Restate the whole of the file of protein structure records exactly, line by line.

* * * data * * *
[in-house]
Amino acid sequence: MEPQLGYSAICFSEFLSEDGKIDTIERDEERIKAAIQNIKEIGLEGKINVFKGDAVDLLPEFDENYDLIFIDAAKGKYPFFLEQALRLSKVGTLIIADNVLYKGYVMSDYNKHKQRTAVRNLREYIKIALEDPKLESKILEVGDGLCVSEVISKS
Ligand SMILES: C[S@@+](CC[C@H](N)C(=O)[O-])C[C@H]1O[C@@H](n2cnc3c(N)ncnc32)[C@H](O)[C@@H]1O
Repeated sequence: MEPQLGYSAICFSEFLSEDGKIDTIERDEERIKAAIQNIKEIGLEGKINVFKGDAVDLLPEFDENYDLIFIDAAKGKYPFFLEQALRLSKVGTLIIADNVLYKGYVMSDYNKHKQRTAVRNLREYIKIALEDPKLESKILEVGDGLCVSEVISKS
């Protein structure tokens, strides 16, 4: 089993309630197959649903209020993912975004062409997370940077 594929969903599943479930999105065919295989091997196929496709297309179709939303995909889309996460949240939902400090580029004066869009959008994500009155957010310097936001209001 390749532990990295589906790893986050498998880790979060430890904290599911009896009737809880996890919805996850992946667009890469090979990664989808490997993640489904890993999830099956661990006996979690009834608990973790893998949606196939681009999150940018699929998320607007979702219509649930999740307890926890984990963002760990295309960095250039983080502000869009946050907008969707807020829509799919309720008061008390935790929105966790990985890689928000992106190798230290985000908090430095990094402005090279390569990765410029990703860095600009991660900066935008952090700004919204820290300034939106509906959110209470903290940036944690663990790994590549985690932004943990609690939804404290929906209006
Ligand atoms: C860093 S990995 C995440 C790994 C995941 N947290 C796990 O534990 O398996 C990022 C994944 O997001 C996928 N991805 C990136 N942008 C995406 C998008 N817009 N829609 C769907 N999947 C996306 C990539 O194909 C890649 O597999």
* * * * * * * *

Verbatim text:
[in-house]
Amino acid sequence: MEPQLGYSAICFSEFLSEDGKIDTIERDEERIKAAIQNIKEIGLEGKINVFKGDAVDLLPEFDENYDLIFIDAAKGKYPFFLEQALRLSKVGTLIIADNVLYKGYVMSDYNKHKQRTAVRNLREYIKIALEDPKLESKILEVGDGLCVSEVISKS
Ligand SMILES: C[S@@+](CC[C@H](N)C(=O)[O-])C[C@H]1O[C@@H](n2cnc3c(N)ncnc32)[C@H](O)[C@@H]1O
Repeated sequence: MEPQLGYSAICFSEFLSEDGKIDTIERDEERIKAAIQNIKEIGLEGKINVFKGDAVDLLPEFDENYDLIFIDAAKGKYPFFLEQALRLSKVGTLIIADNVLYKGYVMSDYNKHKQRTAVRNLREYIKIALEDPKLESKILEVGDGLCVSEVISKS
């Protein structure tokens, strides 16, 4: 089993309630197959649903209020993912975004062409997370940077 594929969903599943479930999105065919295989091997196929496709297309179709939303995909889309996460949240939902400090580029004066869009959008994500009155957010310097936001209001 390749532990990295589906790893986050498998880790979060430890904290599911009896009737809880996890919805996850992946667009890469090979990664989808490997993640489904890993999830099956661990006996979690009834608990973790893998949606196939681009999150940018699929998320607007979702219509649930999740307890926890984990963002760990295309960095250039983080502000869009946050907008969707807020829509799919309720008061008390935790929105966790990985890689928000992106190798230290985000908090430095990094402005090279390569990765410029990703860095600009991660900066935008952090700004919204820290300034939106509906959110209470903290940036944690663990790994590549985690932004943990609690939804404290929906209006
Ligand atoms: C860093 S990995 C995440 C790994 C995941 N947290 C796990 O534990 O398996 C990022 C994944 O997001 C996928 N991805 C990136 N942008 C995406 C998008 N817009 N829609 C769907 N999947 C996306 C990539 O194909 C890649 O597999």